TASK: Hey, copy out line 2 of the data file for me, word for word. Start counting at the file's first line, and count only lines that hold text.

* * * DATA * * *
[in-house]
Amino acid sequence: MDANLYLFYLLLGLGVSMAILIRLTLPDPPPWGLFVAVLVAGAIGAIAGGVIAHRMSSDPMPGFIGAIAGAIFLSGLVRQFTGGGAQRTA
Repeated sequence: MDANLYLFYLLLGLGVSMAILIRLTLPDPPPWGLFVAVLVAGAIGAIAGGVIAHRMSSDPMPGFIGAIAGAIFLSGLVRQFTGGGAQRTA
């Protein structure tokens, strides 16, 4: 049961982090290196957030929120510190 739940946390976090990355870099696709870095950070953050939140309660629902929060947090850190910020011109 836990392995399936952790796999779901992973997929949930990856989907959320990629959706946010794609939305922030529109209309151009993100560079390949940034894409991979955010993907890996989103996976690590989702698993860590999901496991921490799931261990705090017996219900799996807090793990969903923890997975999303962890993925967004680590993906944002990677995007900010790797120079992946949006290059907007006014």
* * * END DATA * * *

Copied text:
Amino acid sequence: MDANLYLFYLLLGLGVSMAILIRLTLPDPPPWGLFVAVLVAGAIGAIAGGVIAHRMSSDPMPGFIGAIAGAIFLSGLVRQFTGGGAQRTA